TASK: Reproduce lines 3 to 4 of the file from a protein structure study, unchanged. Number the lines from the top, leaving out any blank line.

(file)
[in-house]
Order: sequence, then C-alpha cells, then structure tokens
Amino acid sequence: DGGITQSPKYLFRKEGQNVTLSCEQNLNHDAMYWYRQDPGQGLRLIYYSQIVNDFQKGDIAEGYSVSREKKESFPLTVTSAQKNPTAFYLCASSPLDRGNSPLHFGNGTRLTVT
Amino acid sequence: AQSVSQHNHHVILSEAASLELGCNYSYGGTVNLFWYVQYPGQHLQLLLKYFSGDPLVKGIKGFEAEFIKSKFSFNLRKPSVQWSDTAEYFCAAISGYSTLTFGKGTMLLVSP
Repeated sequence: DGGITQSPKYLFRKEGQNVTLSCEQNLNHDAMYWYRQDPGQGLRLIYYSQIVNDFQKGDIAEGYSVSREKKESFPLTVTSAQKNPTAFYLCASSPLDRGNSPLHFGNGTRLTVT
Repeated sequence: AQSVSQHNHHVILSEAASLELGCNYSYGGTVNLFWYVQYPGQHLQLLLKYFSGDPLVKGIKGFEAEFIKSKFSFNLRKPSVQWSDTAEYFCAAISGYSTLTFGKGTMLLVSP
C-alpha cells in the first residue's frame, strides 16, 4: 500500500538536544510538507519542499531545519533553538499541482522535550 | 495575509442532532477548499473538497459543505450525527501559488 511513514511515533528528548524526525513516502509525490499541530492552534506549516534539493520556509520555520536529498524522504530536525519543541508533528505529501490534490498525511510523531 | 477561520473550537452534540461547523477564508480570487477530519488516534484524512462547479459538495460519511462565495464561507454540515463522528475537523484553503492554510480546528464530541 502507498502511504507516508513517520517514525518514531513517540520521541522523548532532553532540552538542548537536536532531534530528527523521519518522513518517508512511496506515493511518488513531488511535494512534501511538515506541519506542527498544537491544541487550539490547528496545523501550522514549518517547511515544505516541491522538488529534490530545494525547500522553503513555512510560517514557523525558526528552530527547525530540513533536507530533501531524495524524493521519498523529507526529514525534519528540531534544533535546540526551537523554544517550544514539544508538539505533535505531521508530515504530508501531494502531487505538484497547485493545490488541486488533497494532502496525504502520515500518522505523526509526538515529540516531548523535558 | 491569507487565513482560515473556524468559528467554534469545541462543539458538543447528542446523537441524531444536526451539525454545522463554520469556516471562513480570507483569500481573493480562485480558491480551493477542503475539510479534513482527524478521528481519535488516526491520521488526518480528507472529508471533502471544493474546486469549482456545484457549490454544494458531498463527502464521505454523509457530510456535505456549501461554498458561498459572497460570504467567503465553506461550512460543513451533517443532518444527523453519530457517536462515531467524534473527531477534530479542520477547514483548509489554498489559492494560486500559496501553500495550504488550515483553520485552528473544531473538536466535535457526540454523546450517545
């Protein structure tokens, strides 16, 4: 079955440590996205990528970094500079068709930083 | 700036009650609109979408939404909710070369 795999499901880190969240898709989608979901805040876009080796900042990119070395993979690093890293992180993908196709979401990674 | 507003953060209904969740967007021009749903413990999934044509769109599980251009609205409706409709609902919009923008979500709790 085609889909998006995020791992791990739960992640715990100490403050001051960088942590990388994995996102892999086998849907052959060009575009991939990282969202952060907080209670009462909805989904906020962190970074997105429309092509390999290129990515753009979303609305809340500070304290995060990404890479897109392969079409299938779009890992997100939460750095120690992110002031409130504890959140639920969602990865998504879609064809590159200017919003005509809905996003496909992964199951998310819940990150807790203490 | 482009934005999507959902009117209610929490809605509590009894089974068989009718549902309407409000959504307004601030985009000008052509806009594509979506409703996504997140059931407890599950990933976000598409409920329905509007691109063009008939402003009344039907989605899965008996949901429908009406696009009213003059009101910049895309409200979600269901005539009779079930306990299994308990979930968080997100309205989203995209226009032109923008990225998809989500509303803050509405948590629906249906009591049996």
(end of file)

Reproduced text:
Amino acid sequence: DGGITQSPKYLFRKEGQNVTLSCEQNLNHDAMYWYRQDPGQGLRLIYYSQIVNDFQKGDIAEGYSVSREKKESFPLTVTSAQKNPTAFYLCASSPLDRGNSPLHFGNGTRLTVT
Amino acid sequence: AQSVSQHNHHVILSEAASLELGCNYSYGGTVNLFWYVQYPGQHLQLLLKYFSGDPLVKGIKGFEAEFIKSKFSFNLRKPSVQWSDTAEYFCAAISGYSTLTFGKGTMLLVSP